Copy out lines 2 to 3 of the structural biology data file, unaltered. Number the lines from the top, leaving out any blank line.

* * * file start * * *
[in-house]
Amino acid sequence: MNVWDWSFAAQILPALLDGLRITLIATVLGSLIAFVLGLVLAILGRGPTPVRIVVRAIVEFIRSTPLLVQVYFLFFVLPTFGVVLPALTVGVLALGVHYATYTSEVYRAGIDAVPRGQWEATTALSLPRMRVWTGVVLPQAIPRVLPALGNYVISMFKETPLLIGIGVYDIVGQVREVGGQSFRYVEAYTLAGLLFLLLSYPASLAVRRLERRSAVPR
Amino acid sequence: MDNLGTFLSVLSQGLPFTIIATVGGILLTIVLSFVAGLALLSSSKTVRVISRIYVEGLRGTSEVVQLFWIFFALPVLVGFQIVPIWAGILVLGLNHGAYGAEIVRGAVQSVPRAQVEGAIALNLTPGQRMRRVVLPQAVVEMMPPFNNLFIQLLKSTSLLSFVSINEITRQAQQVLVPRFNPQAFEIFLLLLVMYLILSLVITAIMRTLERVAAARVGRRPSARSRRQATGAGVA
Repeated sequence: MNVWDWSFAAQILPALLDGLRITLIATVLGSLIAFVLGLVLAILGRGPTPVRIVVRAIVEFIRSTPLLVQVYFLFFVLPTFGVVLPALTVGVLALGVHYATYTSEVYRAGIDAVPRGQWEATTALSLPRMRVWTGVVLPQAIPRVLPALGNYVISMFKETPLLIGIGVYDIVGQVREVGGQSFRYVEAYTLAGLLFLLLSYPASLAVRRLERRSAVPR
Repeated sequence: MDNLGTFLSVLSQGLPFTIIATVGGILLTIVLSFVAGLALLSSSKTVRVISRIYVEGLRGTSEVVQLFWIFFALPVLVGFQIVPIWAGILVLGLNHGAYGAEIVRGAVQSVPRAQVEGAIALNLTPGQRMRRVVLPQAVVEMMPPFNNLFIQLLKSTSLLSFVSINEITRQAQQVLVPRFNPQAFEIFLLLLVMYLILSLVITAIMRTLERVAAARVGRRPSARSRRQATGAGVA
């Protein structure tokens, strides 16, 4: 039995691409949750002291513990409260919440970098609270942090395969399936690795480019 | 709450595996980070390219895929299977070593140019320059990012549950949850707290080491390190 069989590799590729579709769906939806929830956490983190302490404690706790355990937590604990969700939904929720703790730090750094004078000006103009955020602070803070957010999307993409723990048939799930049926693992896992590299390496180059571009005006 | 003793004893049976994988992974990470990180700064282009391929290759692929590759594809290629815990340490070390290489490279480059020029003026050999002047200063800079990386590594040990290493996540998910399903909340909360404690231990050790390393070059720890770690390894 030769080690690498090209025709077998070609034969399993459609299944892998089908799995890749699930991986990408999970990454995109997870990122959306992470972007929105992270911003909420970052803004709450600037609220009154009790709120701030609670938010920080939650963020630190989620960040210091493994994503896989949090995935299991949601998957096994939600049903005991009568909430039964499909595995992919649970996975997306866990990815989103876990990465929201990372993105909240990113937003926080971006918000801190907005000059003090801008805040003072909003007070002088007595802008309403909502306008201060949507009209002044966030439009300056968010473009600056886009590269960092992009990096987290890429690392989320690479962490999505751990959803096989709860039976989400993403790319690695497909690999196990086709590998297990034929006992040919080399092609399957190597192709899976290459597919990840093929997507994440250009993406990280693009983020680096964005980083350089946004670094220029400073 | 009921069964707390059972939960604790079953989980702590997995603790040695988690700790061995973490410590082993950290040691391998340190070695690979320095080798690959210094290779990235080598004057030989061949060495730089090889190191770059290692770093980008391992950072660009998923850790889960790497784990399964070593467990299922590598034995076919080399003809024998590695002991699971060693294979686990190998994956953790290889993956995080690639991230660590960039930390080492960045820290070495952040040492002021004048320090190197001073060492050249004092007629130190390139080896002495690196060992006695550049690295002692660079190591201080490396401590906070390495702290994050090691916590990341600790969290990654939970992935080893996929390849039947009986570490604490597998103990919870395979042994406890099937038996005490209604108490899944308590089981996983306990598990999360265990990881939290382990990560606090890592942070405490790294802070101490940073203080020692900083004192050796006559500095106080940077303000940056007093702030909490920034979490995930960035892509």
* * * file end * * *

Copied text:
Amino acid sequence: MNVWDWSFAAQILPALLDGLRITLIATVLGSLIAFVLGLVLAILGRGPTPVRIVVRAIVEFIRSTPLLVQVYFLFFVLPTFGVVLPALTVGVLALGVHYATYTSEVYRAGIDAVPRGQWEATTALSLPRMRVWTGVVLPQAIPRVLPALGNYVISMFKETPLLIGIGVYDIVGQVREVGGQSFRYVEAYTLAGLLFLLLSYPASLAVRRLERRSAVPR
Amino acid sequence: MDNLGTFLSVLSQGLPFTIIATVGGILLTIVLSFVAGLALLSSSKTVRVISRIYVEGLRGTSEVVQLFWIFFALPVLVGFQIVPIWAGILVLGLNHGAYGAEIVRGAVQSVPRAQVEGAIALNLTPGQRMRRVVLPQAVVEMMPPFNNLFIQLLKSTSLLSFVSINEITRQAQQVLVPRFNPQAFEIFLLLLVMYLILSLVITAIMRTLERVAAARVGRRPSARSRRQATGAGVA